Saturday, July 12, 2008

O blessed iPhone

My grandfather was impressed by airplanes. Of course, he was born in 1895 and grew up in Tomsk, Siberia. Freedom and electricity were pretty big deals, too. But whenever I arrived by jet at JFK airport in New York in the 1960s, it was an occasion. Sure, his grandson was arriving from Arizona for a summer at Seagate. But, ox carts be damned, look how he came!

Well, you know you're feeling older when technology surprises you, when it outpaces your wildest imagination. Take cell phones, for example. During my lifetime they have gone from science fiction (a la the communicators on the original Star Trek) to clunky imitations of real phones (remember the big box mobile phones of th
e George Herbert Walker Bush era?) to the iPhone 3G, which Apple's Steve Jobs calls "the internet in your pocket." (Speaking of wild imaginings, the -- um -- internet?)

Back in 2001, Marilyn and I bought our first cell phone. It was a Motorola Timeport. The name was absolute Sta
r Trek. It flipped open like Kirk's communicator. It had a screen with bright green display, which was forward-thinking back at the turn of the century, when most cell phones had dull black-on-gray LCDs. And it did a whole lot of stuff, things that would have dazzled Lt. Uhuru, the communications officer of the Enterprise.

That's another way you know you're getting older: When things like phones have functions you didn't know existed, and when they tend to baffle you, and when they require glasses to attempt. (There are ads here for a cell phone called "Jitterbug" which is intended for old people, has big numbers, and doesn't do a lot besides make ca
lls. Not wanting to cross entirely into codgerdom, I have refused to even consider the thought of getting such a, er, simple and functional device.)

For seven long years we used our trusty Timeport, which continued to function even though the "4" key began to fall into the body of the phone. Then, early in June, we went to the Verizon store and looked at the phones. Each one was smaller, thinner, and more complex than the next. If you have fingers the size of pencil lead and the eyesight of a spy satellite, you can work them. Other than that, they were unremarkable. The display screens were tiny and hard to read, web pages that loaded looked disjointed, not unlike they do when they load at home and there are several errors on the page.

Then we went to the Apple store. Now, I am not an Apple groupie. I prefer PC to Mac (sorry, but no delete
key?). The employees at the Apple store tend to look a bit like members of a cult, outfitted in light blue T-shirts emblazoned with the words "I could talk about this stuff all day." At any moment I expected to be asked, "Have you heard about the Rev. Steve Jobs?"

So it was with a ce
rtain amount of skepticism that we both approached the iPhone display. "Twaddle!" I muttered. "Hype!"

But within about five minutes we were in love. It was sensible. It was intuitive. It had a big screen, for a cell phone, and you could "dial" the numbers without pressing all the numbers around it. The web interface looked like the web. It had Google. You could search for "pho Phoenix," have 20 Vietnamese restaurants show up on a map, then touch one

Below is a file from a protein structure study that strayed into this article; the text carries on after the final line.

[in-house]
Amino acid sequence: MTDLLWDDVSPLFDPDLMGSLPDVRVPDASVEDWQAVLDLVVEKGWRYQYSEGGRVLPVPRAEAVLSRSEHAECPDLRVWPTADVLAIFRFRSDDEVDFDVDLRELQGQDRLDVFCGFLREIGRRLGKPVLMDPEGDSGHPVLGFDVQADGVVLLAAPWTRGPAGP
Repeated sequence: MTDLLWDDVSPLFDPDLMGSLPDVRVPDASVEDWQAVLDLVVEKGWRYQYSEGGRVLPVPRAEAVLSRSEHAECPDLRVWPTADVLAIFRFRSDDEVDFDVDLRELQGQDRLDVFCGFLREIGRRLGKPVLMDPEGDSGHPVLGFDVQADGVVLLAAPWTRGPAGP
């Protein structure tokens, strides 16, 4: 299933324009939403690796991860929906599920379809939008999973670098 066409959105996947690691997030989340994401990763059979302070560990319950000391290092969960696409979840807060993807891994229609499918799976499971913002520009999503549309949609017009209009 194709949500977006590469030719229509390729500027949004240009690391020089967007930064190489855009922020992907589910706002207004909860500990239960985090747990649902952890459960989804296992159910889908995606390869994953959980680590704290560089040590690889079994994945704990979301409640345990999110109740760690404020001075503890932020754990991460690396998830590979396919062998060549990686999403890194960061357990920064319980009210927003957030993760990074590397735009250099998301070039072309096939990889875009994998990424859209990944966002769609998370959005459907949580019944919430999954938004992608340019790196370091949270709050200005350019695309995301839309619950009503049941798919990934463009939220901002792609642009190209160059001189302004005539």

, which would bring up a display showing the phone number as well as the website of the restaurant. You could touch the phone number to dial the restaurant, then ask the map to show you how to get there from the Apple store. It did everything but cook dinner.

Lest you think locating food is all it's good for, this "internet in your pocket" is a godsend for eBay sellers. Countless have been the times that we have run across a pile of something and said to ourselves "I wonder if this will sell on eBay." Now, envisioning God's gift to communication in our paws, we realized we could easily go to eBay and find out. It would pay for itself in a month.

Rev. Jobs, take my money! I'll sign over anyth
ing to have one of these magical devices!

But they were out of them. They had been out for a month. "Steve has
a big announcement next Monday," a starry-eyed young man confided. "We think it's the new iPhone 3G."

And so it was. And Steve described the improvements and new features. And
they were good. And it was half the price of the old iPhone. And we fell upon our knees and gave thanks.

And this is why we arrived at 7:15 a.m. on F
riday at the AT&T store in Flagstaff, Arizona. Now, Flagstaff is not a big city. It has less than 100,000 people. But it's the biggest thing for hundreds of miles in any direction, so it gets an AT&T store. And they get iPhones. There were a grand total of 15 people in line when we got there, 35 by the time the doors opened. As they say in questionable massage parlors, everyone had a "happy ending."

And so the little darling is at home now, wanting to connect to our in-home network but willing to bring us the net via AT&T (whic
h means we also have a backup way to get online the next time our $%@#! internet provider crashes). We have set up voice mail, which could not have been easier and which also is visual as well as aural. We went to eBay and saved it as an icon on the home screen of the phone. We have located pho in Denver.

It also takes pictures and plays music and synchronizes with your e-mail account and seems to burble when you call it (which I think is actually the vibrate function).

Like my grandpa, I have reached the age when I am, quite simply, blown away.